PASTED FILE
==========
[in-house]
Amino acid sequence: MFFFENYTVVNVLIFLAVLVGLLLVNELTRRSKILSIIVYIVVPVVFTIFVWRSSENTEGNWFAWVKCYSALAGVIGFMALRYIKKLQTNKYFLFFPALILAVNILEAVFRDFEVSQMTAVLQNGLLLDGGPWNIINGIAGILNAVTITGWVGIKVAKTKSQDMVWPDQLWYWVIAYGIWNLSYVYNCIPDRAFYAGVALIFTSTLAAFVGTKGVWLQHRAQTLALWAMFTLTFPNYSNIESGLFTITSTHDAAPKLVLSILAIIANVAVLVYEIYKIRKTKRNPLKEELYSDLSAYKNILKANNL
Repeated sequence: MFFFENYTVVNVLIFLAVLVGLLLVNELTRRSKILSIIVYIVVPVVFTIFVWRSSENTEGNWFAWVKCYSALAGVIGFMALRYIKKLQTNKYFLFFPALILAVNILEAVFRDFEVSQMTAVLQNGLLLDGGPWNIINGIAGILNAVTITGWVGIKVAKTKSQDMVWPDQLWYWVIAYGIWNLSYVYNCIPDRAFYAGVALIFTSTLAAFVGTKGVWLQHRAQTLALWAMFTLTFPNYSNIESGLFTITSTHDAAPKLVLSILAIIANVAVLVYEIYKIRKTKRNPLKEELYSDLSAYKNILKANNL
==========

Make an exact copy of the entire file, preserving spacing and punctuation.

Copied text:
[in-house]
Amino acid sequence: MFFFENYTVVNVLIFLAVLVGLLLVNELTRRSKILSIIVYIVVPVVFTIFVWRSSENTEGNWFAWVKCYSALAGVIGFMALRYIKKLQTNKYFLFFPALILAVNILEAVFRDFEVSQMTAVLQNGLLLDGGPWNIINGIAGILNAVTITGWVGIKVAKTKSQDMVWPDQLWYWVIAYGIWNLSYVYNCIPDRAFYAGVALIFTSTLAAFVGTKGVWLQHRAQTLALWAMFTLTFPNYSNIESGLFTITSTHDAAPKLVLSILAIIANVAVLVYEIYKIRKTKRNPLKEELYSDLSAYKNILKANNL
Repeated sequence: MFFFENYTVVNVLIFLAVLVGLLLVNELTRRSKILSIIVYIVVPVVFTIFVWRSSENTEGNWFAWVKCYSALAGVIGFMALRYIKKLQTNKYFLFFPALILAVNILEAVFRDFEVSQMTAVLQNGLLLDGGPWNIINGIAGILNAVTITGWVGIKVAKTKSQDMVWPDQLWYWVIAYGIWNLSYVYNCIPDRAFYAGVALIFTSTLAAFVGTKGVWLQHRAQTLALWAMFTLTFPNYSNIESGLFTITSTHDAAPKLVLSILAIIANVAVLVYEIYKIRKTKRNPLKEELYSDLSAYKNILKANNL